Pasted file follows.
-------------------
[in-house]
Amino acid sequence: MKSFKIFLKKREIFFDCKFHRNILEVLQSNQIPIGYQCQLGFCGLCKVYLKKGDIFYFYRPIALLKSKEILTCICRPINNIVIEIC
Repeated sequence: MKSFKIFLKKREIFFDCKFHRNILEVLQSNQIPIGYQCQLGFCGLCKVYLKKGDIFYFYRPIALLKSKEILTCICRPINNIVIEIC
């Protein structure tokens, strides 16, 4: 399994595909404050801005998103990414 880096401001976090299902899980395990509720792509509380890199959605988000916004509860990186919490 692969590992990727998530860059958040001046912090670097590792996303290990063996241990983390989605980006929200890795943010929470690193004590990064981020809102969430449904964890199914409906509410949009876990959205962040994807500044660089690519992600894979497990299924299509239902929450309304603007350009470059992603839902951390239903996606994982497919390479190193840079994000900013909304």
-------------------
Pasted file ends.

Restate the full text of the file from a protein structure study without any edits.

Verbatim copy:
[in-house]
Amino acid sequence: MKSFKIFLKKREIFFDCKFHRNILEVLQSNQIPIGYQCQLGFCGLCKVYLKKGDIFYFYRPIALLKSKEILTCICRPINNIVIEIC
Repeated sequence: MKSFKIFLKKREIFFDCKFHRNILEVLQSNQIPIGYQCQLGFCGLCKVYLKKGDIFYFYRPIALLKSKEILTCICRPINNIVIEIC
């Protein structure tokens, strides 16, 4: 399994595909404050801005998103990414 880096401001976090299902899980395990509720792509509380890199959605988000916004509860990186919490 692969590992990727998530860059958040001046912090670097590792996303290990063996241990983390989605980006929200890795943010929470690193004590990064981020809102969430449904964890199914409906509410949009876990959205962040994807500044660089690519992600894979497990299924299509239902929450309304603007350009470059992603839902951390239903996606994982497919390479190193840079994000900013909304």